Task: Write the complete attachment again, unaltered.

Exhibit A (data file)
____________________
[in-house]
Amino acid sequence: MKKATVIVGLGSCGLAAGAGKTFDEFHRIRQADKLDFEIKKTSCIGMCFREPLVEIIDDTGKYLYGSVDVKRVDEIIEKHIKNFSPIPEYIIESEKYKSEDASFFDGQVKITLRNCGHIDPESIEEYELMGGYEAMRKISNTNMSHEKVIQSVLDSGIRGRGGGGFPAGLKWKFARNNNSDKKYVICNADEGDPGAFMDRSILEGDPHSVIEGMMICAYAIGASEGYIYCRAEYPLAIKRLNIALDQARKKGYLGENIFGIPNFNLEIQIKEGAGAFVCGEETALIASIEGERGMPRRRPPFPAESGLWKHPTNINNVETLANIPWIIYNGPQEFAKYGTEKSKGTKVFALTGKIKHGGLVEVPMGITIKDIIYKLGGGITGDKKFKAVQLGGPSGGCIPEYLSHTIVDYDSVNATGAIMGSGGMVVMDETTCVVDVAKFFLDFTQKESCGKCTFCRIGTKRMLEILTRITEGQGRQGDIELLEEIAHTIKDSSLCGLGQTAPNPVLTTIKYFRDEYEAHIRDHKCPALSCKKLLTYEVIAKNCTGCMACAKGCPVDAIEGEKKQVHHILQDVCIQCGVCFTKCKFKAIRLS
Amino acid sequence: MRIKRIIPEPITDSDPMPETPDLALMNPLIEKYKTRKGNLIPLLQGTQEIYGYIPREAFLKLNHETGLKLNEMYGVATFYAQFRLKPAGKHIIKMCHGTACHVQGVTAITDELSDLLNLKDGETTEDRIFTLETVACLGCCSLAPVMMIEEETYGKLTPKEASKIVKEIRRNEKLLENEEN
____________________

[in-house]
Amino acid sequence: MKKATVIVGLGSCGLAAGAGKTFDEFHRIRQADKLDFEIKKTSCIGMCFREPLVEIIDDTGKYLYGSVDVKRVDEIIEKHIKNFSPIPEYIIESEKYKSEDASFFDGQVKITLRNCGHIDPESIEEYELMGGYEAMRKISNTNMSHEKVIQSVLDSGIRGRGGGGFPAGLKWKFARNNNSDKKYVICNADEGDPGAFMDRSILEGDPHSVIEGMMICAYAIGASEGYIYCRAEYPLAIKRLNIALDQARKKGYLGENIFGIPNFNLEIQIKEGAGAFVCGEETALIASIEGERGMPRRRPPFPAESGLWKHPTNINNVETLANIPWIIYNGPQEFAKYGTEKSKGTKVFALTGKIKHGGLVEVPMGITIKDIIYKLGGGITGDKKFKAVQLGGPSGGCIPEYLSHTIVDYDSVNATGAIMGSGGMVVMDETTCVVDVAKFFLDFTQKESCGKCTFCRIGTKRMLEILTRITEGQGRQGDIELLEEIAHTIKDSSLCGLGQTAPNPVLTTIKYFRDEYEAHIRDHKCPALSCKKLLTYEVIAKNCTGCMACAKGCPVDAIEGEKKQVHHILQDVCIQCGVCFTKCKFKAIRLS
Amino acid sequence: MRIKRIIPEPITDSDPMPETPDLALMNPLIEKYKTRKGNLIPLLQGTQEIYGYIPREAFLKLNHETGLKLNEMYGVATFYAQFRLKPAGKHIIKMCHGTACHVQGVTAITDELSDLLNLKDGETTEDRIFTLETVACLGCCSLAPVMMIEEETYGKLTPKEASKIVKEIRRNEKLLENEEN